David Drake's picture Submitted by David Drake June 30, 2017 - 9:19am

An important kind of healing occurs through meeting and ‘being met’ rather than through insight and analysis. (Martin Buber)

While waiting out a flight delay at the gate recently, the man in the seat next to me struck up a conversation. An older Indian man, he asked about the boarding process. He struggled with his English at times, but his sincerity filled in the gaps such that we had a nice conversation. This was his first trip to the United States and he was headed to San Francisco to see his nephew. As I boarded, he thanked me for helping him and we parted ways. . . . While waiting for my bag on the other end, I felt a tap on my shoulder and it was my new friend. He then found his nephew who had come to pick him up and proudly introduced us. He left with a smile on his face.

This experience came to mind as I reflected on Buber’s quote. I am increasingly finding that my clients, be they individuals or organizations, first and foremost just want to ‘be met’. This is in large part why I have gone back into the attachment theory literature in recent years to find resources we can use to help meet that need. It has taken me in two different but related directions: developing new ways to teach coaches how to increase their radical presence and new ways for clients to extend their uses of mindfulness. It is driven, in part, by a belief that the world needs coaching to evolve so it can do more than just help people cope. It is an invitation to stop trying so hard to make things happen when we coach and, instead, allow ourselves to be courageously human with our clients—so they can do the same. What are you finding?

I see coaching as a safe yet provocative space where people can work with the material in their stories to experiment with new regulatory and narrative strategies and create new options for themselves. This requires that we as coaches do do our own work as well. This is why we are launching a new retreat designed to support what I have called ‘post-professional development’. If we are to show up fully in what Daniel Stern and his colleagues call ‘moments of meeting’ and make the most of their transformative potential, then we need to allow ourselves to change and be changed by them as well. For example, can we allow ourselves to be moved by a client who is grieving, not have any answers when we do not know, or receive a client’s heartfelt gratitude?

The more we can do this, the more we can model and guide for our clients how to live in a less defended, more secure way. For both parties, this frees up more of our respective potential and the precious life energy we currently now spend defending aspects of ourselves around which we feel less secure. The more secure we feel, the more open and able we are to use this energy in more generative ways. It is about becoming what Stephan Aizenstat calls, ‘warriors of the open heart’ who are able to fully engage in the current moment—with our eye on the future that is seeking to emerge not on the past that we are trying to fight against. Attachment theory is helpful here because it gives us the language to describe the progression toward the maturity we need to live and work this way.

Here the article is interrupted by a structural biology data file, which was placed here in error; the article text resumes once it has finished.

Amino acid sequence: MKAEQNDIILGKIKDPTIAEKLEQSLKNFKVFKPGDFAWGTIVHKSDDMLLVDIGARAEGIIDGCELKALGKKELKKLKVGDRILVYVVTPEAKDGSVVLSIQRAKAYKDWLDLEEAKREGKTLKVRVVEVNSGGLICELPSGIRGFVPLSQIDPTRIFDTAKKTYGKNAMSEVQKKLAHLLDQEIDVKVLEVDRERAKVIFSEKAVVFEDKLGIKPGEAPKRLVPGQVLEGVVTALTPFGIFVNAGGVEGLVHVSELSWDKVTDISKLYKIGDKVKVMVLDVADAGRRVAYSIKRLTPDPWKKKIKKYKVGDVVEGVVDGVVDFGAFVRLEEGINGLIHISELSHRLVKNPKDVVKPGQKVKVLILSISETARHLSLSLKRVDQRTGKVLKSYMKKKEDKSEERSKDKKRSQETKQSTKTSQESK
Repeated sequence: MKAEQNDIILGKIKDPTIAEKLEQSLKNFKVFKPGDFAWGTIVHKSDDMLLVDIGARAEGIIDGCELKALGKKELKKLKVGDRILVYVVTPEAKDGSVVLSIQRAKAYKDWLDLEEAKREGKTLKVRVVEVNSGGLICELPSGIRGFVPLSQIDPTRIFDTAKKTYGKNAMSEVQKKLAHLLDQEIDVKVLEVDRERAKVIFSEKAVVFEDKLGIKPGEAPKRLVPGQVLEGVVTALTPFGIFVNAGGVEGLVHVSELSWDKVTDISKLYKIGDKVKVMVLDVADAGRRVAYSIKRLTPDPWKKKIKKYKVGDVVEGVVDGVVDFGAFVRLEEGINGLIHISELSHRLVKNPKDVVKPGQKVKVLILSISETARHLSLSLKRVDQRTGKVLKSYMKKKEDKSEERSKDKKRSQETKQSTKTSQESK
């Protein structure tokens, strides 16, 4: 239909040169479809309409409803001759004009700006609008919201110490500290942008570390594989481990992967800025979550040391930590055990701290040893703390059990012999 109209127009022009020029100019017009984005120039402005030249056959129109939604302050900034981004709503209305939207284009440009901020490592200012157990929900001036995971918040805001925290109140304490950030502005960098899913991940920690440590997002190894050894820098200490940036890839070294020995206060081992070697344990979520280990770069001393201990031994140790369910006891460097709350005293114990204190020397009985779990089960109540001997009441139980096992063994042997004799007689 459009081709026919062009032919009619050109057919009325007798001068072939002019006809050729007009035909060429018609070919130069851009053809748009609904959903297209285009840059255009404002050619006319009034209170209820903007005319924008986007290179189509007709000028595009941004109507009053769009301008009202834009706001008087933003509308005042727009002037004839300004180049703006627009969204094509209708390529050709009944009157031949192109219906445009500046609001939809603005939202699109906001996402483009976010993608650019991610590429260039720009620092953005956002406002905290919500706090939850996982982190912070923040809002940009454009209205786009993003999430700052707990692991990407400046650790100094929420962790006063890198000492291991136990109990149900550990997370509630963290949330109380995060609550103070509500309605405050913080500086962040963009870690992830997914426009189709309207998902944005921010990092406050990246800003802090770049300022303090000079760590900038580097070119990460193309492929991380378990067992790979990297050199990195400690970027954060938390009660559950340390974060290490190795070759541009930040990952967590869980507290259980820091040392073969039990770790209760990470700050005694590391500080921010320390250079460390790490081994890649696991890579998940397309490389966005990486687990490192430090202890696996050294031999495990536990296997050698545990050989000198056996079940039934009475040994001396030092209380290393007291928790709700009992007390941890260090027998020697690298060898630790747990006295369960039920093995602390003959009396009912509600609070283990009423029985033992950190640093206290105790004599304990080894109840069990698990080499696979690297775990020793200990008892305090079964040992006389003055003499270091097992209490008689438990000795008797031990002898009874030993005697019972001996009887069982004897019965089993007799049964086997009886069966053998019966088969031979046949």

To support this effort, I developed a series of practices called “putting mindfulness in motion” as outlined below. I find it creates more sustained impact because it replicates the entire attachment process to help people feel more secure. It can be in used developing coaches and in coaching with clients. It involves providing them with:

  1. A sense of safe haven, which increases their ability to be Authors of their own stories
  2. A sense of secure base, which increases their ability to be Actors in stories with others 
  3. An opportunity to upgrade their working model, which increases their ability to be Agents in narratives around them
  4. An opportunity to re-shape the ‘family’ system(s) in which they operate, which increases their ability to be Activists for better narratives

Taken together, they enable coaches and clients to move beyond merely coping to connect, create and contribute at higher levels that are meaningful for them and others. It reflects the opportunity for coaching to become more aligned with the Buddhist notion of ‘sarvodaya, a Sanskit word meaning "everybody wakes up together." As Joanna Macy wrote recently, “It's hard to wake up alone now. It's scary to see even what is going on. But there is almost no limit, I've come to believe, to . . . what we can do for the sake of each other. . . . There is no private salvation.”

How can you ‘meet’ your clients or others in new ways today? How can you allow yourself to be more fully ‘met’ in the process as well? If you want to join others on that journey, visit my website at www.narrativecoaching.com to learn more about upcoming activities.